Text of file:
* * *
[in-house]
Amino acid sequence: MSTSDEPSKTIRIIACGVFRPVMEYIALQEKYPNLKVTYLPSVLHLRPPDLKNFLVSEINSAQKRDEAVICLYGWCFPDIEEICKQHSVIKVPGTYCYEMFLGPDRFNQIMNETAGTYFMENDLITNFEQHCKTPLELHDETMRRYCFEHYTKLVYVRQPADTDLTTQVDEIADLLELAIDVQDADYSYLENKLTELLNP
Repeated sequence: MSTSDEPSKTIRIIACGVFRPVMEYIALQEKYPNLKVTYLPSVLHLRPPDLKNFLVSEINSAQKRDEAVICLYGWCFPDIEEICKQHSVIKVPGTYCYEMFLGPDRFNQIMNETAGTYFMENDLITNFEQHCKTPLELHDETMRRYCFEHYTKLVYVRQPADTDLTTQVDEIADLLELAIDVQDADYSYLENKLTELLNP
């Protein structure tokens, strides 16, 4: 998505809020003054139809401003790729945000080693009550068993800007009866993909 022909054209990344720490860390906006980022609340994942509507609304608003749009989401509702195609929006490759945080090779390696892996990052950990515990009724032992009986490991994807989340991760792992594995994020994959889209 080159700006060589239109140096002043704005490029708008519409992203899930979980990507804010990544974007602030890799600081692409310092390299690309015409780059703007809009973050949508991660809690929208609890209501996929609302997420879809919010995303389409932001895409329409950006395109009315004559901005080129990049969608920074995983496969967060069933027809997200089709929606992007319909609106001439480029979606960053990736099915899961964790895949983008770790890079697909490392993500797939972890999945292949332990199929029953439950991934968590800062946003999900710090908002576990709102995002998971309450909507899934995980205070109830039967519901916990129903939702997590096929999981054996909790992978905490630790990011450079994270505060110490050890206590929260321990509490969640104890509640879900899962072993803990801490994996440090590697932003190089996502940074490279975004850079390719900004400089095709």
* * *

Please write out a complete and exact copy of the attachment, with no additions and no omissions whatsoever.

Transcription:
[in-house]
Amino acid sequence: MSTSDEPSKTIRIIACGVFRPVMEYIALQEKYPNLKVTYLPSVLHLRPPDLKNFLVSEINSAQKRDEAVICLYGWCFPDIEEICKQHSVIKVPGTYCYEMFLGPDRFNQIMNETAGTYFMENDLITNFEQHCKTPLELHDETMRRYCFEHYTKLVYVRQPADTDLTTQVDEIADLLELAIDVQDADYSYLENKLTELLNP
Repeated sequence: MSTSDEPSKTIRIIACGVFRPVMEYIALQEKYPNLKVTYLPSVLHLRPPDLKNFLVSEINSAQKRDEAVICLYGWCFPDIEEICKQHSVIKVPGTYCYEMFLGPDRFNQIMNETAGTYFMENDLITNFEQHCKTPLELHDETMRRYCFEHYTKLVYVRQPADTDLTTQVDEIADLLELAIDVQDADYSYLENKLTELLNP
């Protein structure tokens, strides 16, 4: 998505809020003054139809401003790729945000080693009550068993800007009866993909 022909054209990344720490860390906006980022609340994942509507609304608003749009989401509702195609929006490759945080090779390696892996990052950990515990009724032992009986490991994807989340991760792992594995994020994959889209 080159700006060589239109140096002043704005490029708008519409992203899930979980990507804010990544974007602030890799600081692409310092390299690309015409780059703007809009973050949508991660809690929208609890209501996929609302997420879809919010995303389409932001895409329409950006395109009315004559901005080129990049969608920074995983496969967060069933027809997200089709929606992007319909609106001439480029979606960053990736099915899961964790895949983008770790890079697909490392993500797939972890999945292949332990199929029953439950991934968590800062946003999900710090908002576990709102995002998971309450909507899934995980205070109830039967519901916990129903939702997590096929999981054996909790992978905490630790990011450079994270505060110490050890206590929260321990509490969640104890509640879900899962072993803990801490994996440090590697932003190089996502940074490279975004850079390719900004400089095709």